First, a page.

Effects of hospital-acquired pneumonia on long-term recovery and hospital resource utilization following moderate to severe traumatic brain injury

Raj G. Kumar, Matthew R. Kesinger, Shannon B. Juengst, Maria M. Brooks, Anthony Fabio, Kristen Dams-O'connor, Mary Jo Pugh, Jason L. Sperry, Amy K. Wagner

Research output: Contribution to journalArticlepeer-review

14 Scopus citations


BACKGROUND Individuals with traumatic brain injury (TBI) have extended inpatient hospital stays that include prolonged mechanical ventilation, increasing risk for infections, including pneumonia. Studies show the negative short-term effects of hospital-acquired pneumonia (HAP) on hospital-based outcomes; however, little is known of its long-term effects. METHODS A prospective cohort study was conducted. National Trauma Databank and Traumatic Brain Injury Model Systems were merged to derive a cohort of 3,717 adults with moderate-to-severe TBI. Exposure data were gathered from the National Trauma Databank, and outcomes were gathered from the Traumatic Brain Injury Model Systems. The primary outcome was the Glasgow Outcome Scale - Extended (GOS-E), which was collected at 1, 2, and 5 years postinjury. The GOS-E was categorized as favorable (>5) or unfavorable (≤5) outcomes. A generalized estimating equation model was fitted estimating the effects of HAP on GOS-E over the first 5 years post-TBI, adjusting for age, race, ventilation status, brain injury severity, injury severity score, thoracic Abbreviated Injury Scale score of 3 or greater, mechanism of injury, intraventricular hemorrhage, and subarachnoid hemorrhage. RESULTS Individuals with HAP had a 34% (odds ratio, 1.34; 95% confidence interval, 1.15-1.56) increased odds for unfavorable GOS-E over the first 5 years post-TBI compared with individuals without HAP, after adjustment for covariates. There was a significant interaction between HAP and follow-up, such that the effect of HAP on GOS-E declined over time. Sensitivity analyses that weighted for nonresponse bias and adjusted for differences across trauma facilities did not appreciably change the results. Individuals with HAP spent 10.1 days longer in acute care and 4.8 days longer in inpatient rehabilitation and had less efficient functional improvement during inpatient rehabilitation. CONCLUSION Individuals with HAP during acute hospitalization have worse long-term prognosis and greater hospital resource utilization. Preventing HAP may be cost-effective and improve long-term recovery for individuals with TBI. Future studies should compare the effectiveness of different prophylaxis methods to prevent HAP. LEVEL OF EVIDENCE Prospective cohort study, level III.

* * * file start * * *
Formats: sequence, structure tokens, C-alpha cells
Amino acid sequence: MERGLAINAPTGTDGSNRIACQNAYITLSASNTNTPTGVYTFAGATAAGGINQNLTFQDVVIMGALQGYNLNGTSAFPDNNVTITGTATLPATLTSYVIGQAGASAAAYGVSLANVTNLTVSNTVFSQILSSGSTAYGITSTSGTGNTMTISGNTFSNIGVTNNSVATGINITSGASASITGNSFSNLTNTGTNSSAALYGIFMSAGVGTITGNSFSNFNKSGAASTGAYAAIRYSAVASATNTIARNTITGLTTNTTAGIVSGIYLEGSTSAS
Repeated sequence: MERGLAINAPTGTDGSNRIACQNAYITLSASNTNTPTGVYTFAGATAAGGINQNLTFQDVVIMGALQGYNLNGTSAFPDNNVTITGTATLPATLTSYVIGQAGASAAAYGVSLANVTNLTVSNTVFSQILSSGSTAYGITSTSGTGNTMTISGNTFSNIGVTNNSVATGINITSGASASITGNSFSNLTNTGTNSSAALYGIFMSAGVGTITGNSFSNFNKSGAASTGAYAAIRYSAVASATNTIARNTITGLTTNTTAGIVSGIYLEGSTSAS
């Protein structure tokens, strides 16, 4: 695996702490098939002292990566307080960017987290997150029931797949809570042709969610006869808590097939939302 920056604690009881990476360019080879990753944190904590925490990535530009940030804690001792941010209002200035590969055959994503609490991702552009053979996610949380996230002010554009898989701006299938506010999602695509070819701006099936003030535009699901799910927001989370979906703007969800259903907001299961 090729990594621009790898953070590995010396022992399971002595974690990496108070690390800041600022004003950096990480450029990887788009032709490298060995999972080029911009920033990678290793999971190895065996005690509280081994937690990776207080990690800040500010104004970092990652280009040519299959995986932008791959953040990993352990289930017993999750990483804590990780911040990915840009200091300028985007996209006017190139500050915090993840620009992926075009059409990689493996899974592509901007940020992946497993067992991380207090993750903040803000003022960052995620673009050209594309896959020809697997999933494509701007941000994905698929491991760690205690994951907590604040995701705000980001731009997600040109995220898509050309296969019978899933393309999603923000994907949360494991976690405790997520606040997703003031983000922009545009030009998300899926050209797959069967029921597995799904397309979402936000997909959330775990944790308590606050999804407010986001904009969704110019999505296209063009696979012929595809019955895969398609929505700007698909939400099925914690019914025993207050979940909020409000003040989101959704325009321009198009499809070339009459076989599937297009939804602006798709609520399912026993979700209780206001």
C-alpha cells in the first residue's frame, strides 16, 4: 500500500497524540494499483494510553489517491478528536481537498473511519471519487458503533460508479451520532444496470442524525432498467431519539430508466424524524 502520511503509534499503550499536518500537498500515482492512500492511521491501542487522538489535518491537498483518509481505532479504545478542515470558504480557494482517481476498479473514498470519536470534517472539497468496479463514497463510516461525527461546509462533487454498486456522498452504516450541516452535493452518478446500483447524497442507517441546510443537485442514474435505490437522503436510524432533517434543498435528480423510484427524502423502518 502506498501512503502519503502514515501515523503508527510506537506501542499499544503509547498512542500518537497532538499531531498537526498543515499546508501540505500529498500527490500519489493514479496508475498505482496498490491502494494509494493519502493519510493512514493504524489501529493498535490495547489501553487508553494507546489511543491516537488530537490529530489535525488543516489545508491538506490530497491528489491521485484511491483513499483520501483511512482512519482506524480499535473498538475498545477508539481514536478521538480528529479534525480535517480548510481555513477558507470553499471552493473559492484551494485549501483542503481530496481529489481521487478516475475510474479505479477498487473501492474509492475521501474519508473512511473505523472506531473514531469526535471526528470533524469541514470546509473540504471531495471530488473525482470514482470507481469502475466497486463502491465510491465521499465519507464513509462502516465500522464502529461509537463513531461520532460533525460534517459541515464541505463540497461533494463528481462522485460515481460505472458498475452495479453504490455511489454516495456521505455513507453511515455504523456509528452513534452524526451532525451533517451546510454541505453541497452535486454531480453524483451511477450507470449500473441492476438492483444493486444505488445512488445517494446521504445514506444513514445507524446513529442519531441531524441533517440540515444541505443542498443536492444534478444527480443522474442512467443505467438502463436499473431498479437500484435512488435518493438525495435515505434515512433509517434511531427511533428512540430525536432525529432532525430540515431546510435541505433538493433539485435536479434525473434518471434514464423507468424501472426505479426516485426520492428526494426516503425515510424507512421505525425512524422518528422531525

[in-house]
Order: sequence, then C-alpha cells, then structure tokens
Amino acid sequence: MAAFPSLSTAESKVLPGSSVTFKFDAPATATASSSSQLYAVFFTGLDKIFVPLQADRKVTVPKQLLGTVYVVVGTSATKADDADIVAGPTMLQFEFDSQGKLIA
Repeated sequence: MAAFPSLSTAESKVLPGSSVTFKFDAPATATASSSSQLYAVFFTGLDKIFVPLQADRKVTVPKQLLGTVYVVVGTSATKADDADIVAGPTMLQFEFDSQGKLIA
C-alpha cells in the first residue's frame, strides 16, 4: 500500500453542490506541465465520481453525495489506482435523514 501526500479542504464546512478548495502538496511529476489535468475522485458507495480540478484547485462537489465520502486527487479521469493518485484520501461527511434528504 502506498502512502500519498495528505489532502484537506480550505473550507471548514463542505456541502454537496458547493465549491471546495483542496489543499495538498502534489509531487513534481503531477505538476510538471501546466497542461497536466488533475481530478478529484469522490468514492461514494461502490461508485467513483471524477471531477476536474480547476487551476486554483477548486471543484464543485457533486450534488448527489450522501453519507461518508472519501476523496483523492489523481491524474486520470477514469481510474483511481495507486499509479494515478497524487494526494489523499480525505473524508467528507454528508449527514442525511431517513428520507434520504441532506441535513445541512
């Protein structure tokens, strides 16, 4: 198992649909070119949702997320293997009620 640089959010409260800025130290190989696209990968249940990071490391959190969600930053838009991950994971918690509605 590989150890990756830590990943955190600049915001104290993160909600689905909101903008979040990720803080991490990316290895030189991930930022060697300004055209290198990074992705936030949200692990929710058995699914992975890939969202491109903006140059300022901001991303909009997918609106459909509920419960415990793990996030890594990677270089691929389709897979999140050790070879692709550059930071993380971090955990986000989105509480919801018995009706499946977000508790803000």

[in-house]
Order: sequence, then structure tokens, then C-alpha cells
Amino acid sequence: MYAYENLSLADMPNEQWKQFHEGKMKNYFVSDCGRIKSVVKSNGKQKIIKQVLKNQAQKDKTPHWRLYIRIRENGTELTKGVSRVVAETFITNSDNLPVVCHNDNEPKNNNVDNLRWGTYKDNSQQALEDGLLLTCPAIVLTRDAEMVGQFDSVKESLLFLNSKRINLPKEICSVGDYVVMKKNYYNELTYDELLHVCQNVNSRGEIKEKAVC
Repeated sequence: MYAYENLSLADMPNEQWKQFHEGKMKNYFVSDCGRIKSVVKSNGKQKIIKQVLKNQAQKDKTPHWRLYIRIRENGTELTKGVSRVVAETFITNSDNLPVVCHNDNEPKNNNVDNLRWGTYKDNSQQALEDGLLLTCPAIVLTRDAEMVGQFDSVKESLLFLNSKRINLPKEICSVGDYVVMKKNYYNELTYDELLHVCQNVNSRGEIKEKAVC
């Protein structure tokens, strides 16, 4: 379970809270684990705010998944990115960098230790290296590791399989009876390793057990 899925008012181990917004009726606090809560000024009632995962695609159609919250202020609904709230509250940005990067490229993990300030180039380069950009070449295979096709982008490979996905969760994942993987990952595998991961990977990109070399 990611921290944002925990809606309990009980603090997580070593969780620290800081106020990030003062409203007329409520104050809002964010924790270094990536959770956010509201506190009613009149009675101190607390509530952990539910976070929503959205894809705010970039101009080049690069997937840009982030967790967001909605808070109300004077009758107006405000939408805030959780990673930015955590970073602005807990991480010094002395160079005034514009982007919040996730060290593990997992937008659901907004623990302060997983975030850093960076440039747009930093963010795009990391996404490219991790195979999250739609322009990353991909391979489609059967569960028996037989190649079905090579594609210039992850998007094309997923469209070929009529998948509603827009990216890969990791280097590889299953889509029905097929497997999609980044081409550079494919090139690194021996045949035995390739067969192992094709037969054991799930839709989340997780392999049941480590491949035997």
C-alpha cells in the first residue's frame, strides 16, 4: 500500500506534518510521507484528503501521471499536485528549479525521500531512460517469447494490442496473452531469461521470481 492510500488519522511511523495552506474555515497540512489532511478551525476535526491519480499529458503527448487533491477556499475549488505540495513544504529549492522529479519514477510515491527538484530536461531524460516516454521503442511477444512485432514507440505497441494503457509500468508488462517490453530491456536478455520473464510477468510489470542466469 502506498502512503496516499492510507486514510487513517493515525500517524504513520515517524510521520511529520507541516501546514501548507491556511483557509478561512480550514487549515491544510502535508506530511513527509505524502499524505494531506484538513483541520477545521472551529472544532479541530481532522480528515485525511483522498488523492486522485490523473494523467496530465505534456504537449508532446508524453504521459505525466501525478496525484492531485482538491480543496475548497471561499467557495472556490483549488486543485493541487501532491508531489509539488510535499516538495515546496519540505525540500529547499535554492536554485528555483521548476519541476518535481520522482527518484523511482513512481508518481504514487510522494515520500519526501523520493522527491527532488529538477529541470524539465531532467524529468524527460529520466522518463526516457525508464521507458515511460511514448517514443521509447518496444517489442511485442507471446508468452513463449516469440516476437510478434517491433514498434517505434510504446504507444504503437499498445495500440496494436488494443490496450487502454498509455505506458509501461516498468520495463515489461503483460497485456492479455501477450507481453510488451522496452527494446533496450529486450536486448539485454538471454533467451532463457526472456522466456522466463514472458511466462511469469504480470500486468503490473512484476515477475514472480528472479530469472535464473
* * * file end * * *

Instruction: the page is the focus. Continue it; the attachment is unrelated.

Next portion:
Original languageEnglish (US)
Pages (from-to)491-500
Number of pages10
JournalJournal of Trauma and Acute Care Surgery
Issue number4
StatePublished - Apr 1 2020


  • Traumatic brain injury
  • health services
  • hospital-acquired pneumonia
  • long-term outcomes
  • rehabilitation

ASJC Scopus subject areas

  • Surgery
  • Critical Care and Intensive Care Medicine


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